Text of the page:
I hope everyone made it out to vote the other day. It may not have been such a high-drama Tuesday as it was last year but it has passed us by none the less. For me, the tail end of last year's election day just slid past again this week. Like many, I wasn't thrilled with the country's decision to let a man of questionable character and infinity infantile experience take the till of the ship and steer, but I wanted to see how we would change as a people after the results were tallied.
Rather, I wanted to see how much we remembered.
You see, I'm becoming more and more convinced that a major part of the problem we're facing in this country is due to a lack of long-term memory. As I've stated before, I remember the cheers and the pride as we began the War on Terror and I remember the disapproval and the flip flopping on the subject a few years later. I remember being one of them and I felt the potential for something similar percolating in the country after last Election Day. So I asked for folks to put some things on record.
I took to the ever-present Facebook and posted an open invitation to anyone on either side of the aisle to predict what Donald Trump would actually accomplish during his term. Lo and behold, I didn't get a very good sampling…perhaps because the post wasn't angry or divisive enough for it to really get much traffic. But my intention was to review it in a year's time and each year after that.
Now here we are.
We're not even a year into the presidency, but let's take a look at the progress so far. Some predictions were more abstract than others, so I'll hit the highlights for you.
Right off the bat, my veteran friend Jeremy said most of Trump's campaign promises would fall by the wayside after he was officially briefed on security matters. It's difficult to say how that one played out, but there have been some promises he hasn't kept. The words, "Lock her up" come to mind.
Another of my high school classmates, Darcy, said she felt there was a chance Planned Parenthood would lose its funding while Trump occupied to Oval Office. As it turned out, there was a bill that was introduced but it wasn't passed. I'd call that prediction somewhat accurate, although it was somewhat hedged to begin with.
My childhood neighbor Luke said he expected the national debt to pass $25 trillion under Trump while unemployment would remain high but not surpass a percentile in the double digits. The national debt indeed continues to rise, clearing $20 trillion this fall and unemployment was at 4.1 percent this October, which is just shy of a percent less than it was in April of 2016, according to the Bureau of Labor Statistics. Socially, Luke was confident decisions like Roe v. Wade and same sex marriage rights wouldn't be reversed. Well, the newest judge on the United States Supreme Court seems to agree. He said he understood the Roe v. Wade ruling to be the law of the land. Marriage rights on the other hand had a few more headlines in hand. Congress was actually working on a bill to change marriage language to remove terms like "husband" and "wife" in favor or "spouse" and similar inclusive terms. The state of North Carolina on the other hand, attempted to ban same sex marriage, but the bill didn't go anywhere.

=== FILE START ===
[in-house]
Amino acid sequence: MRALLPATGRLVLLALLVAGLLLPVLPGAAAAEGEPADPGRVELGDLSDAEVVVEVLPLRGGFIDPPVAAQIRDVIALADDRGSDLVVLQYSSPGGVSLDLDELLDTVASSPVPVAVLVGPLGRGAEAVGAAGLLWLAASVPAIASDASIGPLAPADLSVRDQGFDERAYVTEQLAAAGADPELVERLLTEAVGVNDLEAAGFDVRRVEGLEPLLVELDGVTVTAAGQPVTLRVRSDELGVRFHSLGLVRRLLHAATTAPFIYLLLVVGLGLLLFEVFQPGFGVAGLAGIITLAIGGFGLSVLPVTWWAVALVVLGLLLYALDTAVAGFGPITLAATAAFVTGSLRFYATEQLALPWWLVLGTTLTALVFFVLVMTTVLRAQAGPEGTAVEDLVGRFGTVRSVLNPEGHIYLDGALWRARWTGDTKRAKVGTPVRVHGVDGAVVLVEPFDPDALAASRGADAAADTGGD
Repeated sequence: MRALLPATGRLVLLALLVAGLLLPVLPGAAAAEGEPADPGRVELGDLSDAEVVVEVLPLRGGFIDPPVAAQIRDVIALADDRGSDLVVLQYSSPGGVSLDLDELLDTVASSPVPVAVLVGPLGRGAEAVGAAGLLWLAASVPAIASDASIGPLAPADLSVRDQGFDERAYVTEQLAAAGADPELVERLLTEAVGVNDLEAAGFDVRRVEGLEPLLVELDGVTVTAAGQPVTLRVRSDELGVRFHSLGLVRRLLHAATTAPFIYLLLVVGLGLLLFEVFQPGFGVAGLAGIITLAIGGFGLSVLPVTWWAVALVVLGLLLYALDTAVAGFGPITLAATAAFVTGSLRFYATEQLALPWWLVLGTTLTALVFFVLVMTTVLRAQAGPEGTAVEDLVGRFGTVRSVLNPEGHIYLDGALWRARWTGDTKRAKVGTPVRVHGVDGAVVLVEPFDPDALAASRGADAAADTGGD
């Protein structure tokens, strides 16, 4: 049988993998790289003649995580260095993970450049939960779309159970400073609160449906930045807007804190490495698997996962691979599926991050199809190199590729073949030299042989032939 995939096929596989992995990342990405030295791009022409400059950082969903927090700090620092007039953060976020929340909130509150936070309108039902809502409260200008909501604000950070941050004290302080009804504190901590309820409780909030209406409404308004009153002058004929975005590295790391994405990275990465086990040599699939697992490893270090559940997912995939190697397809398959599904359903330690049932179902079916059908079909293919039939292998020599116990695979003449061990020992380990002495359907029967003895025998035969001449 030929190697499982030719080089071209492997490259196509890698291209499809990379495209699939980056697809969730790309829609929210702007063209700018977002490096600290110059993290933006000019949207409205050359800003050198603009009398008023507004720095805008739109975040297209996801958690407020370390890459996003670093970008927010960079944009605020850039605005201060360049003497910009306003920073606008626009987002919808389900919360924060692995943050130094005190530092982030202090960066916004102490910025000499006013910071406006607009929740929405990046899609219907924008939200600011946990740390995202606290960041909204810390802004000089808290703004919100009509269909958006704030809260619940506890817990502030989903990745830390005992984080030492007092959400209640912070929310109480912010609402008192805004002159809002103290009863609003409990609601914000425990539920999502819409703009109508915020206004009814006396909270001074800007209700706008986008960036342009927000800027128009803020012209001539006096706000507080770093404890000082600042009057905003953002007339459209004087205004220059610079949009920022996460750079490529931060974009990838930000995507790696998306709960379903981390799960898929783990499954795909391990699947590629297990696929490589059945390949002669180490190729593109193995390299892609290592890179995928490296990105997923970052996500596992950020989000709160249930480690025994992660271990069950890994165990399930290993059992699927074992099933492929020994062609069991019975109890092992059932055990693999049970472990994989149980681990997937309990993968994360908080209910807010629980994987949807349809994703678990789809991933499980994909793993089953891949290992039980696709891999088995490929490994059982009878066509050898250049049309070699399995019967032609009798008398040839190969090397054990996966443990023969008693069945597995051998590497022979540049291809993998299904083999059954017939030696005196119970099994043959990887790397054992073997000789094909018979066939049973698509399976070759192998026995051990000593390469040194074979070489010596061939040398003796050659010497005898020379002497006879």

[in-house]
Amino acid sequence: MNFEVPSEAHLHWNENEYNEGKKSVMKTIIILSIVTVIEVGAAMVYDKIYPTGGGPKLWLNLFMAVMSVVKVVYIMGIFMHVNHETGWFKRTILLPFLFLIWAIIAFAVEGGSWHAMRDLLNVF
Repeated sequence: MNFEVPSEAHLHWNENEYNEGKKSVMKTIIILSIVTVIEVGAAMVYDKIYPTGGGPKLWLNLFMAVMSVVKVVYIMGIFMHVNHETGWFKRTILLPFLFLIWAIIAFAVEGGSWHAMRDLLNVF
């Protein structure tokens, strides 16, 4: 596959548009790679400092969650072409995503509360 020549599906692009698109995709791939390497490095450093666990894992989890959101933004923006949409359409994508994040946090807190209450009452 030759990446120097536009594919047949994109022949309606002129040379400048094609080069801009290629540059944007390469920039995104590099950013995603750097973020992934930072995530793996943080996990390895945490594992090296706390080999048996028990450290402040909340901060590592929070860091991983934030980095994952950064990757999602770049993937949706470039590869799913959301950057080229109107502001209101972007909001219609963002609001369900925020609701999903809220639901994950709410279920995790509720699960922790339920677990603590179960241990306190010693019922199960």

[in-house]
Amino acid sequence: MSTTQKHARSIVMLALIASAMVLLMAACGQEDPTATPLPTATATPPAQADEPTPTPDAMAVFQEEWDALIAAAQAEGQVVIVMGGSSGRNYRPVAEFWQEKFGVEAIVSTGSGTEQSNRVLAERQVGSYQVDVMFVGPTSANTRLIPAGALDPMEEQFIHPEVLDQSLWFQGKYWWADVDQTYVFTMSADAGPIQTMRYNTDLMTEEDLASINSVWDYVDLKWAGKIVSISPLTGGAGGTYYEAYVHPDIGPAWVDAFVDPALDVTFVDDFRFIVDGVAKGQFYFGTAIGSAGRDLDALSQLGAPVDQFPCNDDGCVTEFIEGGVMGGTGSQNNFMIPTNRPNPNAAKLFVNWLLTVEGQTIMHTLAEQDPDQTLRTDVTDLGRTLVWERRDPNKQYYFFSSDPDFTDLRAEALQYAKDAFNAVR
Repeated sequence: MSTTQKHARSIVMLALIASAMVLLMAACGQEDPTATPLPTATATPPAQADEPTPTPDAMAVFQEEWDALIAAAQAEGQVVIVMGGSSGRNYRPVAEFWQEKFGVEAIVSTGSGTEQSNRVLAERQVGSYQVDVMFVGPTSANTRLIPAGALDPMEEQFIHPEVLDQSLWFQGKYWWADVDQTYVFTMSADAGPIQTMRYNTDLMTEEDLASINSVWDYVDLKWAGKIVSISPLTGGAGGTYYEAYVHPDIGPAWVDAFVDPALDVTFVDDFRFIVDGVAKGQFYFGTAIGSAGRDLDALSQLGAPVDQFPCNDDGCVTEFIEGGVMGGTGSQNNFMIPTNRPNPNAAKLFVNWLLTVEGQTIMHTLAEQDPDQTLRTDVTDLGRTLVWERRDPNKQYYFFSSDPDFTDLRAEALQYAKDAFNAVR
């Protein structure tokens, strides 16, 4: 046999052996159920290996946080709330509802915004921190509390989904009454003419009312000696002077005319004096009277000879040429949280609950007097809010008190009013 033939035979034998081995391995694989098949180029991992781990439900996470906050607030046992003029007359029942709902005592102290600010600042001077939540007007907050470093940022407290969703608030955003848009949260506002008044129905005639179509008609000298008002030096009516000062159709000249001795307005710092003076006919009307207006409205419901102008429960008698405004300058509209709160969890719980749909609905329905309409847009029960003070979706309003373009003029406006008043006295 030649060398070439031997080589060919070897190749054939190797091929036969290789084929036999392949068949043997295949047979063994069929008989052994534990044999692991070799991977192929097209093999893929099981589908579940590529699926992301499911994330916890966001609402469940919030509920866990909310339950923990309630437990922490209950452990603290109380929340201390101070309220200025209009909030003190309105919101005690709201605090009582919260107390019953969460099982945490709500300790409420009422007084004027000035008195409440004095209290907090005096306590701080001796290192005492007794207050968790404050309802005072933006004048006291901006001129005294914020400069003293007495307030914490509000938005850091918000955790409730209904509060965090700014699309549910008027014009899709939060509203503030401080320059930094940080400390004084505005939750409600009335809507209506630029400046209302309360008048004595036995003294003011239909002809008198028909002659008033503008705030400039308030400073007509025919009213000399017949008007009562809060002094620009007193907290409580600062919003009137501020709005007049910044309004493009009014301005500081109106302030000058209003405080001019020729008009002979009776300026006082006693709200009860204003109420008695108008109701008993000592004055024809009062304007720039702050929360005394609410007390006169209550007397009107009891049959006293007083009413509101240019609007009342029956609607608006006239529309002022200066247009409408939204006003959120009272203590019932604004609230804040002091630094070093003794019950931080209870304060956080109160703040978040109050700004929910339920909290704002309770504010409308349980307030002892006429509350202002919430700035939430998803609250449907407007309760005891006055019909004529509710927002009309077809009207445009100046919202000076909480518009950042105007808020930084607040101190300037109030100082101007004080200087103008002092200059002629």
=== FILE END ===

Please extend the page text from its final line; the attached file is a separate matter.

Both Luke and another friend of mine, Ben, expected Congress to eventually repeal the Affordable Care Act, but legislators have failed to do so several times now, which I suppose supports my neighbor's belief the Republican Party would deliver a "do-nothing Congress."
Ben said he expected China, for all Trump's talk, to remain unchanged. Now, on the one hand, some agricultural markets have opened up in China, according to our legislators. On the other hand, Trump did back away from his promise to label China a currency manipulator — but then, I personally didn't believe Mitt Romney was going to do it either if he got elected. Ben also didn't believe a President Trump would pull military support away from allied Japan. Candidate Trump made a point of saying allies should pay their fair share for such things, but now he's tweaked his position to a more salesmanly stance, saying Japan should buy its weapons from the U.S.
Then there's the wall. Ben was skeptical the wall would be built or that mass deportations would take place. So far neither have, but prototype wall segments have been developed. My own cousin Kyle on the other hand, anticipated increased funding for the border wall. Trump signed an executive order earlier this year, calling for the development of long-term funding for the wall. Then, the House Homeland Security Committee approved a $10 billion bill for the wall.
You may ask why I'm rehashing these things. I will reiterate. It's because we forget. We forget what our leaders promised us. We forget our disbelief or our loyalty — depending on which quadruped we affiliate ourselves — and we fully assimilate our minds to the current conditions. We forget the past and we eat the breadcrumbs we left as we wove our way through the forest of cabinet confirmations, public statements and the tweets coming from the highest branch in the grove. We need to remember the path we took. We need to see patterns forming and we need to recall more than just the past four years.